Page 131 - The Rifles Bugle Autumn 2019
P. 131

Reflections of an Australian Army Exchange Officer
‘Audentes Fortuna Luvat’ (Fortune Favours the Bold). Although there are differences in tactics, policies, procedures and cultures between the British Army and the Australian Army, the fundamentals of profes- sional excellence and core values remain consistent. I have found this especially evident within 7 RIFLES. The relaxed strong, confident and knowledgeable leadership style of Rifles officers and disciplined, lateral thinking and professional Riflemen mirrors their Australian Infantry counterparts.
The opportunity to lead Riflemen over the past 11 months has been a memorable and rewarding experience. Learning from operationally experienced Riflemen, non-commissioned officers and officers has both enhanced and broadened my leadership style and understanding of tactics, techniques and procedures. The operational and exercise tempo within the British Army sets up the precedence of the fighting spirit. Each soldier is trained and willing to deploy at any moment and they take every oppor- tunity to develop their professional repertoire.
I recently deployed to Canada on Ex PRAIRIE STORM, with an opportunity to deploy to Spain on exercise soon. Opportunities to work alongside other nation’s forces and within different training
environments is something unique and not readily available to Reservists in Australia.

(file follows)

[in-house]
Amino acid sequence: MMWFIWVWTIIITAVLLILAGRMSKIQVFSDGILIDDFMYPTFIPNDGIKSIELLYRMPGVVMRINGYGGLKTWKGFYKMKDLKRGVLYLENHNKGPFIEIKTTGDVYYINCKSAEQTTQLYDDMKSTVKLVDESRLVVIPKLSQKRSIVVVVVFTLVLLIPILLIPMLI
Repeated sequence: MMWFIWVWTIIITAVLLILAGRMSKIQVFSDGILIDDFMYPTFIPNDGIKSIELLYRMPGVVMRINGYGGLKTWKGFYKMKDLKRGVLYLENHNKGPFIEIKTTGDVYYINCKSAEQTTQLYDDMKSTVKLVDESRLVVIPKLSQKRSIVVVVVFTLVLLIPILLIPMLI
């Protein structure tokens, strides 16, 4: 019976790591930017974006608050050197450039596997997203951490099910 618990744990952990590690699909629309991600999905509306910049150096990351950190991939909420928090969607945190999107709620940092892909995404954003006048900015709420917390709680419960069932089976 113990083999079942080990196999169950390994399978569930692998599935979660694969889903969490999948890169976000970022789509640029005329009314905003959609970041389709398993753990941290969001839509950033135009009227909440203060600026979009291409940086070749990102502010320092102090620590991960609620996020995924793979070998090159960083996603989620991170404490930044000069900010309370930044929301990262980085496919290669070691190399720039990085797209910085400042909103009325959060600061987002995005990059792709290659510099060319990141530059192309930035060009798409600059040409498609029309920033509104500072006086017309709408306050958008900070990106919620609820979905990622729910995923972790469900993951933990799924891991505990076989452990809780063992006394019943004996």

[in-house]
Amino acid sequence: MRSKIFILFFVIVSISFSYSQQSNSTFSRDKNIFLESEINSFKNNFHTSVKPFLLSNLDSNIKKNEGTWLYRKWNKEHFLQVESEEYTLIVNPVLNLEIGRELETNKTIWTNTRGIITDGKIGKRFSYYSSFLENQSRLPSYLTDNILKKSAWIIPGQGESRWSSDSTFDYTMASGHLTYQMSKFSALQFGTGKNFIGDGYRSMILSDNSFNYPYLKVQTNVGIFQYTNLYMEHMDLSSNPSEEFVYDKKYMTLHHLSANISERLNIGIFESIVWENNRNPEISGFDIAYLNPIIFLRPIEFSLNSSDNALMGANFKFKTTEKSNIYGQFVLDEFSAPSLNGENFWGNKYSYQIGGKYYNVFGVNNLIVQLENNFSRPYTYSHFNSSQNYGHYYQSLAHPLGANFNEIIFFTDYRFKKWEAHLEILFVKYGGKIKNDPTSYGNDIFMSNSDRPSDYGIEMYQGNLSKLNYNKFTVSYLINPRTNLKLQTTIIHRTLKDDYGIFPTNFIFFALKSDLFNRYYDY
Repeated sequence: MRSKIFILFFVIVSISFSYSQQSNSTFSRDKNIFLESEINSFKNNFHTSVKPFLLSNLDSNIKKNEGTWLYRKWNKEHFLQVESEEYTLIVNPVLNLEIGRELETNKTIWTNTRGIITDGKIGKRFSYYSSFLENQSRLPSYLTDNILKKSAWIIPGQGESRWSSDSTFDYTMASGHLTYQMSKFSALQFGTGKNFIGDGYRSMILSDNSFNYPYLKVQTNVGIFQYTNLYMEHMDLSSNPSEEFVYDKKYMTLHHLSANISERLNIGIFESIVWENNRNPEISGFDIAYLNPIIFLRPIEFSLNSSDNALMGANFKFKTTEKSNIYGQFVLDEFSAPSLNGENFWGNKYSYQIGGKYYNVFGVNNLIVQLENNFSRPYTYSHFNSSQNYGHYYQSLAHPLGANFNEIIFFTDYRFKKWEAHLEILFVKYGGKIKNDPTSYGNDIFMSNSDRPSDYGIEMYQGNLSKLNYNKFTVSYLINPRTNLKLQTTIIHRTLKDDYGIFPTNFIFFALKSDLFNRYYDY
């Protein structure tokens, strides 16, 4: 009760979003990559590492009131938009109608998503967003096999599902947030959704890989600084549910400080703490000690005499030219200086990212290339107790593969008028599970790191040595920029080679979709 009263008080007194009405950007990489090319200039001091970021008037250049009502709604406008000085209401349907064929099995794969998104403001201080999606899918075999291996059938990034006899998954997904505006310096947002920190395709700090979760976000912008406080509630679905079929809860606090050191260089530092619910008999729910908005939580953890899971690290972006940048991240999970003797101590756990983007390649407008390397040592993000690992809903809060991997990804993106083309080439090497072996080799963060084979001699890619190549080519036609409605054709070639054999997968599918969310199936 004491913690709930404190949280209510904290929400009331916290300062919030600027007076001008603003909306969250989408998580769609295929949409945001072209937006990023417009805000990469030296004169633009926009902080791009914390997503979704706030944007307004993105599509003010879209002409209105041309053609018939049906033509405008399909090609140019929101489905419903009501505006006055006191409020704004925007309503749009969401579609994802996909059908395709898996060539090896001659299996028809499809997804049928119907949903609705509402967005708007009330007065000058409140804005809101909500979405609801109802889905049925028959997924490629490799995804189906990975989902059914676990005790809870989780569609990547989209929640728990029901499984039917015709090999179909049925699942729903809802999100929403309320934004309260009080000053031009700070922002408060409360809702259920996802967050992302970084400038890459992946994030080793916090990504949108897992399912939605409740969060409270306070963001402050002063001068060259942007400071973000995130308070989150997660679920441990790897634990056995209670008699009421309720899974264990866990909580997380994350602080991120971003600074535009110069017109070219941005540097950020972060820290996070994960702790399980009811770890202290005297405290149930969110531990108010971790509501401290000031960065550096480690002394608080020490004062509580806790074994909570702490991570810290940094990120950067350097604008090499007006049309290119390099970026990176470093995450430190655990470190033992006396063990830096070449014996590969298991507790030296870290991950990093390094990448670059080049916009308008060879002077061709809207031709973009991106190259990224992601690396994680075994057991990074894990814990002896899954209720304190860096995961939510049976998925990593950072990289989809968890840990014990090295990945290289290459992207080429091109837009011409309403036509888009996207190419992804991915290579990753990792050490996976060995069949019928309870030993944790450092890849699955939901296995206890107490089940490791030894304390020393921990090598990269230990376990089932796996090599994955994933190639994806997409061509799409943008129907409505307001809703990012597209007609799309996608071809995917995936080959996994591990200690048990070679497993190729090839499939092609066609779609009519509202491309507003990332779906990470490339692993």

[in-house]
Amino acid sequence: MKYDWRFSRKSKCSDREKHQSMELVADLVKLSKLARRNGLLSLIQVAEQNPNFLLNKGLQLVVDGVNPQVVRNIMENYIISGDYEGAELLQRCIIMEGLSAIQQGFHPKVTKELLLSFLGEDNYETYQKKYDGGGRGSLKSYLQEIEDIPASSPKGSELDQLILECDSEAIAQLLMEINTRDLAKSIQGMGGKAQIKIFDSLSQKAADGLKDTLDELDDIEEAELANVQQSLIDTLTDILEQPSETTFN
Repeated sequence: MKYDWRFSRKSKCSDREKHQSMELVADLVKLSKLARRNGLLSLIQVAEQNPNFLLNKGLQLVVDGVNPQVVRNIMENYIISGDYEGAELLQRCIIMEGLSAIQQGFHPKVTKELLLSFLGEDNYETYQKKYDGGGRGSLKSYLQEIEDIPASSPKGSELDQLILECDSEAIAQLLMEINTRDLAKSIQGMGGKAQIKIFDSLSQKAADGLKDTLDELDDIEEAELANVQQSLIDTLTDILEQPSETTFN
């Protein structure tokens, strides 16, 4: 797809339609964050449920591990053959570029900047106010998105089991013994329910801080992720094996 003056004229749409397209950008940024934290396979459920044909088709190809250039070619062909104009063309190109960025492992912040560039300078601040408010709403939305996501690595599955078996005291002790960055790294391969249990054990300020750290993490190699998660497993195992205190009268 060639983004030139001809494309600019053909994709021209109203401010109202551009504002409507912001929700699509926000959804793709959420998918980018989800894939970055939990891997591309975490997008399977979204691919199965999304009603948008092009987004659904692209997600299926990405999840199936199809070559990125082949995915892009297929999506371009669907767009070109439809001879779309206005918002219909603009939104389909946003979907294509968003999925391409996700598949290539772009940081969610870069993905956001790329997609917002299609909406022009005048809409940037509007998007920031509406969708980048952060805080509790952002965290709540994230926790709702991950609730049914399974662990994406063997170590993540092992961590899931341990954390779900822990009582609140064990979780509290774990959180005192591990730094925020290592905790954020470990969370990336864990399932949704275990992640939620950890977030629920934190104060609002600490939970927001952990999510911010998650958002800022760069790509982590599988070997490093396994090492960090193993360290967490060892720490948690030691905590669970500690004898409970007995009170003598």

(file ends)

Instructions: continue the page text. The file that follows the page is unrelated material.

From my observations the increased operational tempo within 7 RIFLES has fostered a unique culture. Soldiers and officers are emotionally committed and invested in the unit and each other. This fosters a family like environment that provides many of them a second home. Unit flags, patches and t-shirts are common place within the unit, fostering a unique Esprit de Corps.
Working within the framework of British policy differs from the systems and procedures I am accus- tomed to in the Australian Army. As an Exchange Officer working independently would not have served me well. Instead I sought every opportunity to learn from the strong cohort of supportive officers and non-commissioned officers of 7 RIFLES. My experience as an Australian officer on exchange with 7 RIFLES is and will no doubt remain a highlight of my career. Not only has this experience enhanced my development as an officer, the skills and knowledge I have learnt will benefit my unit, 10/27 RSAR and more broadly the Australian Army.
Lt Joshua Green
         BATUS OPFOR
Platoon Commander’s Perspective
I have had the unique privilege of acting as an OPFOR platoon commander for the TES phase of this year’s Ex PRAIRIE STORM 1 on the rolling prairies of Alberta, Canada. 7 RIFLES contributed a composite platoon made up of Riflemen from across the battalion with command alternating between myself and Lt Josh Green, also from G Company.
We were attached to D Coy 5 RIFLES, providing an extra platoon of dismounts with half operating out of the TCVs and the other half dispersed through the Warriors in the other three platoons. As a light role platoon commander, I learned several important lessons in leadership and tactics which I would not otherwise have had the advantage of learning any other way. It was my first time working with armoured infantry and I had
the added gift of shadowing Lt George Harrison, an armoured infantry platoon commander.
Playing OPFOR gives you a unique perspective an insight into the efficacy of the tactics and procedures that we employ in the British Army. As OPFOR we had several advantages including higher degrees of flexibility allowing us to take more risks, including dispersing our forces in ways we would not as BLUFOR.
Overall, this exercise is a hugely successful example of regular and reservist integration and a great example of how reservists can be used to effectively integrate and contribute to operations, training and other commitments.
Lt Isabella Baldwin
OC 20 Pl, G Coy 7 RIFLES

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